Processor: Intel's Core 2 Duo chips have established themselves as the best in just about every category and the sizzling E6600 model is proving itself the chip of choice for £751-£1,000 PCs. The E6600 is amazingly fast and holds a significant advantage over its Athlon counterparts. That's not to say AMD processors can't still do a job - especially if your budget is closer to £751 than £1,000 - but for those with the full amount to spend, the E6600 remains peerless.
Memory: The age of the 2GB PC is upon us. Given the power and juggling space required by 2007's software titles, 1GB PCs won't cut it at the top level in the Vista era - skimp on memory now and you might find yourself having to administer a critical upgrade later on. For the best performance, look for a high-quality memory maker such as Corsair.
Storage: It's hard to believe, but 250GB is now considered a small amount of storage space. All five of the manufacturers in our Top Five have included at least 320GB and, as Mesh and Zoostorm show, as much as 500GB is a possibility at this price. Make sure you get serial ATA cabling for rapid transfer rates. Cover backup with a multi-format DVD writer. Dual-layer capabilities (allowing you to store 8.5GB rather than 4.7GB on a disc) are a must, and you should make sure the drive supports DVD+R DL with a minimum of eight-speed or more. DVD-R DL is nice but not essential. Also, look for good eight- or 10-speed DVD+RW facilities. Other optional formats to consider include DVD-RAM.
Display: Flat-panel screens can vary wildly in quality - preferably look for a 19in model with a DVI (digital visual interface) that can support a resolution of 1,280x1,024 or more. You may be able to stretch to a good 20in screen, but be careful if you're offered a 22in flat-panel at this price - the quality of the image on cheap 22in models tends to be patchy. Bear in mind that you'll have to stare at this screen for long periods, so picture quality is an important consideration. Try to get a screen with a response time of 8ms or less so that the screen doesn't blur fast-moving images.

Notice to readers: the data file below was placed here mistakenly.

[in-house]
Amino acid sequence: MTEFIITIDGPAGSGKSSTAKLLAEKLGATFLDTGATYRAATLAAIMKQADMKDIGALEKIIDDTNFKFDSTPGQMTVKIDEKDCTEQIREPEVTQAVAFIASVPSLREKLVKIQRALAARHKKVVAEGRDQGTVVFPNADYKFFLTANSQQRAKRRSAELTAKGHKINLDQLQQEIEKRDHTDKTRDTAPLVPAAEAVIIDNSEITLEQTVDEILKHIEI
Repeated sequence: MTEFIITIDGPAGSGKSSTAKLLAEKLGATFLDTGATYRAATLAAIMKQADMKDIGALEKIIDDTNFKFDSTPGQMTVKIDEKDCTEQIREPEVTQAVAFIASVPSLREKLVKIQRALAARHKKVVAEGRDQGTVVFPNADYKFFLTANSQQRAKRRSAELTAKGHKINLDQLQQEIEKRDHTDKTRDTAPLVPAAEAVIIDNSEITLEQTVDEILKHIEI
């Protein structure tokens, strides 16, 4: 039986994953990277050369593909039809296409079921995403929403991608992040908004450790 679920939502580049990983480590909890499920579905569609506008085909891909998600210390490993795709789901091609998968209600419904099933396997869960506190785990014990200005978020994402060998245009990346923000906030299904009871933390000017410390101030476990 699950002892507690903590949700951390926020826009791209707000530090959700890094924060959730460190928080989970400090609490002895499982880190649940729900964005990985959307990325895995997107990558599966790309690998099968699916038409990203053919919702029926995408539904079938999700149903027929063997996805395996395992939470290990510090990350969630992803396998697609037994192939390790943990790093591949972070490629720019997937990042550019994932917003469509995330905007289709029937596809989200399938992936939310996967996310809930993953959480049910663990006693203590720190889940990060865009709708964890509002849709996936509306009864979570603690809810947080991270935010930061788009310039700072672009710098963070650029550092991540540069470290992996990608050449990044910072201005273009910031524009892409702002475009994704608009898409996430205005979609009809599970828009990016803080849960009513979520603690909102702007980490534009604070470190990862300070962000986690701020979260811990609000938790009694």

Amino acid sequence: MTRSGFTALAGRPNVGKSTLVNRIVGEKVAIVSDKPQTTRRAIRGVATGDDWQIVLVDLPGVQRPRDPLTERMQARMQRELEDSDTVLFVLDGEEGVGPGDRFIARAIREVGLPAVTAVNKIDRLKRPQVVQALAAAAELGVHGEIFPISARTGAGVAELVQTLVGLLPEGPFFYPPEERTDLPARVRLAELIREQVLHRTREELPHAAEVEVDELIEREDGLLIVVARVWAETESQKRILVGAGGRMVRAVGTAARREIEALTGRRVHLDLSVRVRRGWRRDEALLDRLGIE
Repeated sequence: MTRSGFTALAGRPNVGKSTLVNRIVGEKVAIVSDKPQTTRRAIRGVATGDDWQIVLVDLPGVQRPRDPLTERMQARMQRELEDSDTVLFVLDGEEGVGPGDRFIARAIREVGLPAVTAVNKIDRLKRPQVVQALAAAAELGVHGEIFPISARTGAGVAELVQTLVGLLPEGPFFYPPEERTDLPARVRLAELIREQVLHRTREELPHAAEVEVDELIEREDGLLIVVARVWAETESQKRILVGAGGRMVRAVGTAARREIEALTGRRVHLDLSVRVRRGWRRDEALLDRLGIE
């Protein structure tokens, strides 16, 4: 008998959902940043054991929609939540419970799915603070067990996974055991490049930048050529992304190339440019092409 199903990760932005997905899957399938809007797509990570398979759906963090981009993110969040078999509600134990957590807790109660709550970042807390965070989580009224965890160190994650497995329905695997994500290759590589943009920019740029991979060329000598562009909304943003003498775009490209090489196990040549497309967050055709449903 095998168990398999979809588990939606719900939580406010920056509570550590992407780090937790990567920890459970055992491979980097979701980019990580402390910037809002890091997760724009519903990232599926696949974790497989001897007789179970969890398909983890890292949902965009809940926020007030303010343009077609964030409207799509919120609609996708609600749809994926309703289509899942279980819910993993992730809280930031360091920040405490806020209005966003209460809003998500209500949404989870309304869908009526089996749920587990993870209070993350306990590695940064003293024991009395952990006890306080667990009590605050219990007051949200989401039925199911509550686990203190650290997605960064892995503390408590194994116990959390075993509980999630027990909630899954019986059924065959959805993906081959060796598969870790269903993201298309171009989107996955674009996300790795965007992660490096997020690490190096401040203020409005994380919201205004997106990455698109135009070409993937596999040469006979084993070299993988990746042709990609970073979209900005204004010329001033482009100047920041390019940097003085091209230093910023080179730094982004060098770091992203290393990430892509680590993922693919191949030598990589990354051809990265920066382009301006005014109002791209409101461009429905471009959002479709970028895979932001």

Graphics card: At this price, you should be able to get something rather startling. The nVidia GeForce 8800 GTS is making great waves in its 640MB incarnation, providing excellent graphics features and wonderful visual quality. It also packs DirectX 10.0 support, theoretically giving you access to some impressive games in the future - although it's too early to tell whether the card will be powerful enough to handle the demands of DirectX 10.0 in practice. Nonetheless, this is an excellent card for the money. The 320MB version of the 8800 GTS is also decent, although you will have to sacrifice a bit of detail.
Sound card and speakers: Onboard or integrated sound has come on in leaps and bounds, with support for 7.1-channel sound now available - but it's no match for a decent sound card. You should be able to get a card from Creative's Audigy 4 family or the excellent X-Fi range. If you want only 2.1-channel speakers then make sure they're high-quality, but most manufacturers are bundling 5.1 speakers. If you want audio excellence, you should hold out for a set of 7.1-channel speakers.